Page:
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Mar 19, 2020

Dave Kennedy (@hackingDave)


Released SEToolkit, Pentester Framework (PTF)

PoC release for “Shitrix” bug (was disclosed after Google zero initiative India group)

Jeff Snover, Lee Holmes - Powershell gods

Arguments against release

Tools are released are utilized by the ‘bad guys’

Tooling makes it more difficult to fingerprint who are who they say they are “Fuzzy Weasel Vs. Psycho Toads”

Makes the bad guys job harder by making them have to create the PoC (presumably most bad actors are skids)



Arguments for release


Tools allow for teaching Blue team, and SIEM/logging systems to understand 

Learning how something was created, being able to break down the vulnerability

Show #2:

DerbyCom - Tell us about it

Dave Kennedy Center for gaming and Leadship 


Offensive Security Tool release (PowerShell Empire 3.0)

Powershell is re-released, using Python: 


Initial tweet:

“We believe that Powershell and Empire framework will remain a major threat vector employed by APTs, malware authors, and Red Teams.” SO WHY ARE YOU UPDATING IT? You are improving capabilities you explicitly say are *used by bad guys.* Scottie, beam me up from this bizarro world.

Affirmations and evidence: 

Nope. One example: Iranian APT “CopyKittens” uses Powershell Empire. Incidentally, I found this example via



One can innovate without sharing with the adversary no? It’s literally how the defense industry work or am I missing something? 

… “Are we really justifying lowering the R&D cost of the adversary is the only way to attract talent to the defensive side. Not to mention - no one is saying developing OST is wrong. It’s the way they're being shared that’s problematic” 

The whole idea is that actors can't just git clone an advanced post exploitation framework which bypasses 95% of organisations defences. It should cost actors time & money to bypass these defences but because red team keep releasing new stuff with bypasses... the cycle continues.

Comments in Support of initial argument 

I really _want_ to agree. ... but I also work in an org with million dollar budgets, a dozen full-time detection engineers and analysts and an army of devs and sysadmins, and even we are having a hard time keeping up - how does this arms race "help" non-F500 orgs?

(later discussion does mention that he has a hard time seeing it as net negative) 

“If we don’t create the offensive tools then the bad guys will!” That is a terrible argument for OST release. “We might as well do something that harms because someone else will do that eventually anyway...” there are so many logical fallacies I don’t have enough space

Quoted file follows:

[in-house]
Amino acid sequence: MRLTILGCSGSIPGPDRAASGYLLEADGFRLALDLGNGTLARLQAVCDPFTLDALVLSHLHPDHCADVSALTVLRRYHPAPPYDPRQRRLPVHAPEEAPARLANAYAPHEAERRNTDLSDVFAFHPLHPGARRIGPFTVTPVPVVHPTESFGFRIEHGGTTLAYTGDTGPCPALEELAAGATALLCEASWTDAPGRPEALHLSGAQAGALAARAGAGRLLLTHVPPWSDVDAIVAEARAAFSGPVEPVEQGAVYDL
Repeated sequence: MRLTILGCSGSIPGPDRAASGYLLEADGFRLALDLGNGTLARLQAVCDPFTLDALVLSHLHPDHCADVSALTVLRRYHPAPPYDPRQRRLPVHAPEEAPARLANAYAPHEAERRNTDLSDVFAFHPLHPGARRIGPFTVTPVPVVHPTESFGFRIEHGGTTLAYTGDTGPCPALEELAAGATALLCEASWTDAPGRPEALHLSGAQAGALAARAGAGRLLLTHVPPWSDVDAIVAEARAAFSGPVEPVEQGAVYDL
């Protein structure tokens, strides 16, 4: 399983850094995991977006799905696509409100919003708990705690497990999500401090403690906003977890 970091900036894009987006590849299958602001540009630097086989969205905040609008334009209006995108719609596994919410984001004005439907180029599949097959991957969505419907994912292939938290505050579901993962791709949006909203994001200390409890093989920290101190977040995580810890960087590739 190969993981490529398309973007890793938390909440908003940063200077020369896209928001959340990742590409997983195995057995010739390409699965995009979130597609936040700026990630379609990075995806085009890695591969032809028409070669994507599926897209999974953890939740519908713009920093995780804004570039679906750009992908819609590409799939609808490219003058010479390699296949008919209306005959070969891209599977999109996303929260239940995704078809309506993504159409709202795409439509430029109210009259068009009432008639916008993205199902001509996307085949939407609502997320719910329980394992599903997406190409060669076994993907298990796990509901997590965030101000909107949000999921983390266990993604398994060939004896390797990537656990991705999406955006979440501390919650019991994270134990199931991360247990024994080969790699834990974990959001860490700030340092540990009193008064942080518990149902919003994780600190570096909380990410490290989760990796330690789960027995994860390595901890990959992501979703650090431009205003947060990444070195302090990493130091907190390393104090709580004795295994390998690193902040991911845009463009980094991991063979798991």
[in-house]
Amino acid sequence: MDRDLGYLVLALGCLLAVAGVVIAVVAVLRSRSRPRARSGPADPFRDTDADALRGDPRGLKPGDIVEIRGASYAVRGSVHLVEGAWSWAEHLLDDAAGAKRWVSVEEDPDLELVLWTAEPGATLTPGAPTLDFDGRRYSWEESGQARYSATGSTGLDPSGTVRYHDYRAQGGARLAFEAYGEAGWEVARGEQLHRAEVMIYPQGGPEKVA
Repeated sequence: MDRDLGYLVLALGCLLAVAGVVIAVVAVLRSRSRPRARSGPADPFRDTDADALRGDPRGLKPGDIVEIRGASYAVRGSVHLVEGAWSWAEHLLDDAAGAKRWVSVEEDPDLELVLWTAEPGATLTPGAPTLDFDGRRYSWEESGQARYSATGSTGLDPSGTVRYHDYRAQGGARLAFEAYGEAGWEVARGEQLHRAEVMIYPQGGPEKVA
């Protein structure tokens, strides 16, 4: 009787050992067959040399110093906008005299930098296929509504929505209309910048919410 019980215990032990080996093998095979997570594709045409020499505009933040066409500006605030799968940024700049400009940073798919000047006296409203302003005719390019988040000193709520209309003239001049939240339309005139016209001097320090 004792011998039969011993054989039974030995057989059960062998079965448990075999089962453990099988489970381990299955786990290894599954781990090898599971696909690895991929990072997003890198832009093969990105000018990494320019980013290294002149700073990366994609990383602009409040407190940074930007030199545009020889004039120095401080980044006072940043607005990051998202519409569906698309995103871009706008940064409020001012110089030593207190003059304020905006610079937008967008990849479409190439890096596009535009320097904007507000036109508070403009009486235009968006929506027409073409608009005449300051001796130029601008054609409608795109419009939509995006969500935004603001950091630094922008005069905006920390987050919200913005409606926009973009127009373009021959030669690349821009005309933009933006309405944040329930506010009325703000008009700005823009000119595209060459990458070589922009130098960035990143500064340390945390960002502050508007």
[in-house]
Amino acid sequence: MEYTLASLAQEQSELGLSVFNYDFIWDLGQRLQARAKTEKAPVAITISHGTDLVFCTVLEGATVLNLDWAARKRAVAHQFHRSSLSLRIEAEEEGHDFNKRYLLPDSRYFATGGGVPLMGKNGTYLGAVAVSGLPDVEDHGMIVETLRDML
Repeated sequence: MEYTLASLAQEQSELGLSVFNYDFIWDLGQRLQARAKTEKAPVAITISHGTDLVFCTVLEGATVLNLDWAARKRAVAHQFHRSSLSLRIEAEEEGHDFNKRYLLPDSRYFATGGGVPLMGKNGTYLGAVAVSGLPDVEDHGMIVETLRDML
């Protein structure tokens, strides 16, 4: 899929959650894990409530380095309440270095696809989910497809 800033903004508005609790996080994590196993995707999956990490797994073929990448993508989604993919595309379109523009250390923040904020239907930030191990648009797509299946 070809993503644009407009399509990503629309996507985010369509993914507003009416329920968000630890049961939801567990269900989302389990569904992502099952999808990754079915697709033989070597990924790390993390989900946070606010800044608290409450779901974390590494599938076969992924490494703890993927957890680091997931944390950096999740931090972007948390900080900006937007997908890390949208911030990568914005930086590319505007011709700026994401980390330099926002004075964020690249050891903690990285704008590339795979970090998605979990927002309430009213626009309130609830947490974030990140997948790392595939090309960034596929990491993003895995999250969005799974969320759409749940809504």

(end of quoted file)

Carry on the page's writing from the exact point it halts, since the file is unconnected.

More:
Limiting yourself by not exposing more tooling to defenders is NOT how to improve security. Yikes. The more exposure you provide defenders gives you more detection's/IOC's you can build to help defend against APT's. That's the whole point of Proactive security.

It's vital that we continue to sharpen our swords. The commoditization of attacker techniques allows better defense against what adversaries are doing. 

And this whole discussion ignores a simple fact that released information is way better than exploits passed around quietly or kept in stockpile caches regardless of anyone’s metric of responsibility (which is a debatable, very hypothetical line of what’s acceptable or not).

The very fact that you and others who are taking this side are trying to cajole and brow beat to this position shows how weak your argument is. MITRE ATT&CK took off like gang-busters not because they had a better trolling game, but because it was a great idea implemented well. 

It's odd that those who advocate this position point out these reports while ignoring all the vendor patches, all the hardening guidelines, basically all the technical defensive work that ops teams do. Nobody's doubting attackers use these techniques, we doubt your conclusions. 

My stance is likely to tick off both sides here. I think there are times that limited release is good. But over and over, we've seen where vendors do not change until something is publicly released.

It's odd that those who advocate this position point out these reports while ignoring all the vendor patches, all the hardening guidelines, basically all the technical defensive work that ops teams do. Nobody's doubting attackers use these techniques, we doubt your conclusions.

Security is a service that can be improved with products. Having no security or limiting exposure to offensive tool sets increases the chances of a breach. Ethical hackers sole purpose is to help make Blue better. Which is why purple teams are a great resource for any company. 

To the people upset by public red team tools. If you cant detect open source tools than what chance do you have at detecting private one off tools. It’s much easier to automate a battle against 100 duck sized horses than it is to face off against a single horse sized duck.

Defender Classification of PowerShell Empire 3.0


Is there a way to protect against it?


Where does this sit in the ATT&CK Matrix? 



Enhanced Windows Evasion vs. Defender

DPAPI support for “PSCredential” and “SecureString”

AMSI bypasses

JA3/S signature Randomization

New Mimikatz version intergration


Curveball test (CryptoAPI test scripts)

Dave’s new Esport initiative (opens in February):


DERBYCON community updates

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